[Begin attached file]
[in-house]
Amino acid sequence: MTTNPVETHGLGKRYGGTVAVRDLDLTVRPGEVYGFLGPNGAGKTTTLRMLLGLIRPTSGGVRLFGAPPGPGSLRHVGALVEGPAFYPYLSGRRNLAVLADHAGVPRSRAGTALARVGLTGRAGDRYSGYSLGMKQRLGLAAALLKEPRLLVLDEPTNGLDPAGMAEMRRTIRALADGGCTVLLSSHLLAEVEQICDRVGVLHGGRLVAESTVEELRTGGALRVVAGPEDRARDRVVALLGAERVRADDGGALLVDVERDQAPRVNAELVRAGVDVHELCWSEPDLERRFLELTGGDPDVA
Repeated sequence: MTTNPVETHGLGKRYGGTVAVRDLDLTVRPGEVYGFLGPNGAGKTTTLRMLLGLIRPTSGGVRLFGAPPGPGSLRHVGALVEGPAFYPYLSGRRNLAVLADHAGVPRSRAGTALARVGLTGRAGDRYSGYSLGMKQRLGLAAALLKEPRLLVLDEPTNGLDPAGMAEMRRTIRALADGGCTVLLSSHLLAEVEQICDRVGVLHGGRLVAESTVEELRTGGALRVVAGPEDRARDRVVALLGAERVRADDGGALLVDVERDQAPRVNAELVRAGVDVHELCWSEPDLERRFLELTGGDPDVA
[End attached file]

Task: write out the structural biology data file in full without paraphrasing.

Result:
[in-house]
Amino acid sequence: MTTNPVETHGLGKRYGGTVAVRDLDLTVRPGEVYGFLGPNGAGKTTTLRMLLGLIRPTSGGVRLFGAPPGPGSLRHVGALVEGPAFYPYLSGRRNLAVLADHAGVPRSRAGTALARVGLTGRAGDRYSGYSLGMKQRLGLAAALLKEPRLLVLDEPTNGLDPAGMAEMRRTIRALADGGCTVLLSSHLLAEVEQICDRVGVLHGGRLVAESTVEELRTGGALRVVAGPEDRARDRVVALLGAERVRADDGGALLVDVERDQAPRVNAELVRAGVDVHELCWSEPDLERRFLELTGGDPDVA
Repeated sequence: MTTNPVETHGLGKRYGGTVAVRDLDLTVRPGEVYGFLGPNGAGKTTTLRMLLGLIRPTSGGVRLFGAPPGPGSLRHVGALVEGPAFYPYLSGRRNLAVLADHAGVPRSRAGTALARVGLTGRAGDRYSGYSLGMKQRLGLAAALLKEPRLLVLDEPTNGLDPAGMAEMRRTIRALADGGCTVLLSSHLLAEVEQICDRVGVLHGGRLVAESTVEELRTGGALRVVAGPEDRARDRVVALLGAERVRADDGGALLVDVERDQAPRVNAELVRAGVDVHELCWSEPDLERRFLELTGGDPDVA